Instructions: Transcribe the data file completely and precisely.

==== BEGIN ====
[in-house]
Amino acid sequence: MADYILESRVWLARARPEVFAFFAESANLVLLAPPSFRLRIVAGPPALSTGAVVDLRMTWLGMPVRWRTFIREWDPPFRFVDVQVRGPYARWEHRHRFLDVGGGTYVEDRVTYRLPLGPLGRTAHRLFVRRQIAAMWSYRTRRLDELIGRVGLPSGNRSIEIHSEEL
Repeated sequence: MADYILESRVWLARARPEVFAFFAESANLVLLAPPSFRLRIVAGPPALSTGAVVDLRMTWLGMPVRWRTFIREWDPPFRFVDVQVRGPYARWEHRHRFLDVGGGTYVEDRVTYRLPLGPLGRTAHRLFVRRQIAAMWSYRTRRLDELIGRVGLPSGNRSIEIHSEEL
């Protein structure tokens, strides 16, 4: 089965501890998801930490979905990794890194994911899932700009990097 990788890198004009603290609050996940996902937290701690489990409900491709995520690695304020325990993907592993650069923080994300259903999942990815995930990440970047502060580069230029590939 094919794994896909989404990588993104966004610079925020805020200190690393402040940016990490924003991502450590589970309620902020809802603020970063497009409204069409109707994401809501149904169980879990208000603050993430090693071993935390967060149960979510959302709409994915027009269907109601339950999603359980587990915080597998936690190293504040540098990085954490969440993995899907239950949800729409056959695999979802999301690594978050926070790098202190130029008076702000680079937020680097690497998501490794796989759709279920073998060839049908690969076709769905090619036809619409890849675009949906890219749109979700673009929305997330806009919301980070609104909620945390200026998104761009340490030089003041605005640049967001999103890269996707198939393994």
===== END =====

[in-house]
Amino acid sequence: MADYILESRVWLARARPEVFAFFAESANLVLLAPPSFRLRIVAGPPALSTGAVVDLRMTWLGMPVRWRTFIREWDPPFRFVDVQVRGPYARWEHRHRFLDVGGGTYVEDRVTYRLPLGPLGRTAHRLFVRRQIAAMWSYRTRRLDELIGRVGLPSGNRSIEIHSEEL
Repeated sequence: MADYILESRVWLARARPEVFAFFAESANLVLLAPPSFRLRIVAGPPALSTGAVVDLRMTWLGMPVRWRTFIREWDPPFRFVDVQVRGPYARWEHRHRFLDVGGGTYVEDRVTYRLPLGPLGRTAHRLFVRRQIAAMWSYRTRRLDELIGRVGLPSGNRSIEIHSEEL
């Protein structure tokens, strides 16, 4: 089965501890998801930490979905990794890194994911899932700009990097 990788890198004009603290609050996940996902937290701690489990409900491709995520690695304020325990993907592993650069923080994300259903999942990815995930990440970047502060580069230029590939 094919794994896909989404990588993104966004610079925020805020200190690393402040940016990490924003991502450590589970309620902020809802603020970063497009409204069409109707994401809501149904169980879990208000603050993430090693071993935390967060149960979510959302709409994915027009269907109601339950999603359980587990915080597998936690190293504040540098990085954490969440993995899907239950949800729409056959695999979802999301690594978050926070790098202190130029008076702000680079937020680097690497998501490794796989759709279920073998060839049908690969076709769905090619036809619409890849675009949906890219749109979700673009929305997330806009919301980070609104909620945390200026998104761009340490030089003041605005640049967001999103890269996707198939393994």